This guest post is by Ali Luke of Writers’ Huddle.
Is your writing holding you back?
If new visitors never stick around, if you rarely get retweets, or if there’s tumbleweed blowing through your comments section, this might not be because you’re getting anything wrong in terms of promotion.
There’s a chance that your writing isn’t quite up to the high standard required for blogging success.
Of course, the ability to write isn’t the only skill you’ll need as a blogger—but it’s a crucial one, and perhaps even more important than being able to market your blog well, or handle the technical side of things.
Text is still dominant online
Podcasts and video blogs are great ways to get your message out there—especially if you know you come across well when you’re speaking, but you struggle to put your thoughts in writing.
However, text certainly isn’t dead:
- Text is much faster to consume than audio or video. A post that takes five minutes to read might take fifteen minutes or more to listen to on audio. This means that many people still prefer to get information through text.
- Text downloads much faster than audio or video files. For people on slow connections, or on phones or tablets with limited data plans, this is a huge benefit.
- Ebooks are a huge growth industry, and that’s only going to continue. Even if you’re not writing ebooks yet, you might well do so in the future. (For instance, you might want to bring out your blog posts as a cheap Kindle ebook.)
And, of course, writing is an easy way to get started online. You don’t need any specialist equipment to write, whereas the cost of a good audio or video setup might put you off, especially if you’re a new blogger.
Simply choosing text as a medium, of course, isn’t enough. Your writing needs to be good too—after all, there are plenty of other blogs and websites that readers can turn to.
Readers want to enjoy your posts
What should a blog post do? Some bloggers think it should give information, or report on breaking news. Both of those are great starts, but if you want readers to stick around, your post should also be enjoyable.
That doesn’t mean you need to pack in jokes, or write in a literary, highbrow way so that people marvel over every word.
It does mean you need to write in a clear, accessible way so that readers aren’t left struggling to understand your message.
It also means you’ll want to put in some personality, rather than making your post sound like an essay for school.
What great writing means for bloggers
Perhaps you’re realizing just how important good writing is … but you’re concerned that this isn’t your key strength.
There’s a good chance that you’re already further along the road to being a great writer than you think.
Great writing is about every aspect of the blogging process:
- structuring a post with a strong beginning, middle, and end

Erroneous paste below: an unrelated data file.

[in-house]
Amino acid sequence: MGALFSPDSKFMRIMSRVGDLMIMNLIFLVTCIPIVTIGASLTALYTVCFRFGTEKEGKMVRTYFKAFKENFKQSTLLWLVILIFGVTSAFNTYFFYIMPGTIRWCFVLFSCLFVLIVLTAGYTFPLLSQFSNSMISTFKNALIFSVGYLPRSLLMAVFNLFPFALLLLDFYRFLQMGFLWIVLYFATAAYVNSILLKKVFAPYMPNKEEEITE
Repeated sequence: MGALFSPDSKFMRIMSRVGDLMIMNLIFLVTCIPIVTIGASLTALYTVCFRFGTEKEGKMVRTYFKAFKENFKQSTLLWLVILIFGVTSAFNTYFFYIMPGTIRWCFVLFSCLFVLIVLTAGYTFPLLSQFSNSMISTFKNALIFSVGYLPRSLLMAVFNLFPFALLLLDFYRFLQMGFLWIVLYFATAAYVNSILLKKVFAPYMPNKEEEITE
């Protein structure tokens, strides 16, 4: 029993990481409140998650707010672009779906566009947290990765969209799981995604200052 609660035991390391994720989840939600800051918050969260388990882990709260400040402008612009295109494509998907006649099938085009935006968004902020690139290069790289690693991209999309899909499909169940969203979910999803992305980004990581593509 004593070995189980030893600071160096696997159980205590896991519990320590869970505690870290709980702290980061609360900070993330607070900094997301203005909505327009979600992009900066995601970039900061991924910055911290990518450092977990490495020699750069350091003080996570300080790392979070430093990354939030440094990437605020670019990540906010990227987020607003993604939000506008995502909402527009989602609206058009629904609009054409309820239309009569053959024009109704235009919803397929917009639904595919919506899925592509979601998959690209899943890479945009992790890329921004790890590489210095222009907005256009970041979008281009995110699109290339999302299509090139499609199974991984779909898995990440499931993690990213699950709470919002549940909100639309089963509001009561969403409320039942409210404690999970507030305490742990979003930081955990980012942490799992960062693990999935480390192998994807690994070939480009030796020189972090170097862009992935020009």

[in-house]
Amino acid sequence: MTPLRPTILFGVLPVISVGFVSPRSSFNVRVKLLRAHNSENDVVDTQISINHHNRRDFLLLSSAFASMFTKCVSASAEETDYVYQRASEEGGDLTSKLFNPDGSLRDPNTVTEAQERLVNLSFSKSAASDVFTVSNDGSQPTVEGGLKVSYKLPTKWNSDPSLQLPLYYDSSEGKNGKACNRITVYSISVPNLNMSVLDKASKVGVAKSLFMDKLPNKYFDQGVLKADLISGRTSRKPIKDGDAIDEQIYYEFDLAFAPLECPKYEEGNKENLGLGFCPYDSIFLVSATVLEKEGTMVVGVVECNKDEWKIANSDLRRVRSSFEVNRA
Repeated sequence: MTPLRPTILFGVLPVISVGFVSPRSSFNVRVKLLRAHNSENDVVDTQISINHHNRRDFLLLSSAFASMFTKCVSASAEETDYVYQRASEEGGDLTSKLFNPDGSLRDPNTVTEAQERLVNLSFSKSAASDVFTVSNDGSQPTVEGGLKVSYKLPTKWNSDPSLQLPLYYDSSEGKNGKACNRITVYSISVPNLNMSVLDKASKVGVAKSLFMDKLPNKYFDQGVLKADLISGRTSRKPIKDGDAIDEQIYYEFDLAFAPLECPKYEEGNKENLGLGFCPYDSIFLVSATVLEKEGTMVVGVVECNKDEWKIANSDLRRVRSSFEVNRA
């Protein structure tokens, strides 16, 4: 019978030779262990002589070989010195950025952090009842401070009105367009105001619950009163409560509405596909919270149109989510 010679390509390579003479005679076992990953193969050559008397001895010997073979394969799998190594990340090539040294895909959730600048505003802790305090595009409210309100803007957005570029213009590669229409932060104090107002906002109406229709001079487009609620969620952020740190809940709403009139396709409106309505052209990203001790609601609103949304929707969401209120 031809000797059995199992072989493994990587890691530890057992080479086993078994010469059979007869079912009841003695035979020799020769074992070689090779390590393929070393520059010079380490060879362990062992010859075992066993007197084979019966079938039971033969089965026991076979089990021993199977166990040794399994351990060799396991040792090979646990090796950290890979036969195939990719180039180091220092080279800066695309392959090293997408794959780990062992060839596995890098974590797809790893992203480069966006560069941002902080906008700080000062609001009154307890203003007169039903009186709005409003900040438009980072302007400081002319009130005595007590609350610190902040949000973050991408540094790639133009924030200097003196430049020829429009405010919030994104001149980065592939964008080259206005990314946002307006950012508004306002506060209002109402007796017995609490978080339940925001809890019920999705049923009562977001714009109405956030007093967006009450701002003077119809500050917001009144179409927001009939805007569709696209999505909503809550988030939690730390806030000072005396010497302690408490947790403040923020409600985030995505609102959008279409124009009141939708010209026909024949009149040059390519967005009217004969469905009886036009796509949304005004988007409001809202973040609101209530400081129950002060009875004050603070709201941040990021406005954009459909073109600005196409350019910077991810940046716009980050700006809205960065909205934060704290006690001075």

- crafting an attention-grabbing title and a gripping introduction
- writing in a clear, easy-to-understand, and friendly way
- using subheadings effectively, to act as “signposts” to help the reader
- rounding off the post with an effective call to action.
That might seem like a daunting list, but the good news is that these are all things you can learn, if you’re not already working on them.
Seven tips to put into action this week
Whether you’re already a good writer and you want to go that bit further, or you’re a brand new blogger with very little writing experience, these tips will help.
Each should take you about 10 minutes to put into action, so try one every day this week, and see how your writing improves.
Tip #1: Plan your next post
If you don’t plan your posts before you begin, get into the habit of doing so. You’ll improve the structure of your posts, and you’ll find it easier to write them.
Tip #2: Read your post out loud
One of the best ways to spot typos, spelling mistakes, and clumsy sentences is to read your post out loud. This forces you to slow down and hear the rhythm of your words.
Tip #3: Change “I” to “you”
Does your post include a lot of your personal experience? Try switching things around so that you’re focusing on the reader instead (at least most of the time). Imagine you’re writing to one, single person.
Tip #4: Craft a great title
Your title is the most important part of your post: if it’s weak or confusing, the rest of the post won’t get read. Can you make it more compelling? (Try looking at post titles on ProBlogger or Copyblogger for inspiration.)
Tip #5: Write a call to action
A call to action tells the reader to do something. It normally comes at the end of your post, though it doesn’t have to. You could ask them to comment, ask them to subscribe, or ask them to check out your new product or service.
Tip #6: Analyze another blogger’s post
Find a post that was a good, enjoyable read, and print it out. Go through it slowly and figure out how it works. How is it structured? What hooks keep you reading? What’s the writing style like?
Tip #7: Choose three areas to work on
You might be aware of some weak spots in your writing. Perhaps you struggle with titles, or you often muddle up words like your and you’re. Choose three areas to work on, and plan to tackle at least one of these next week.
I’ve worked with dozens of bloggers over the past couple of years, and I’ve found that everyone can improve, whatever stage they start at. You can too.
Best of luck with your writing and blogging! If you’ve got a great writing tip to add (or a question to ask), just leave a comment below.
Ali Luke runs Writers’ Huddle, a community/teaching site for bloggers and writers. This fall, she’s offering her popular Blog On course for Huddle members: 10 weeks of step-by-step teaching to help you write great posts and pages for your blog. You can find out more out Writers’ Huddle here. (Move fast, as membership closes on 12th October.)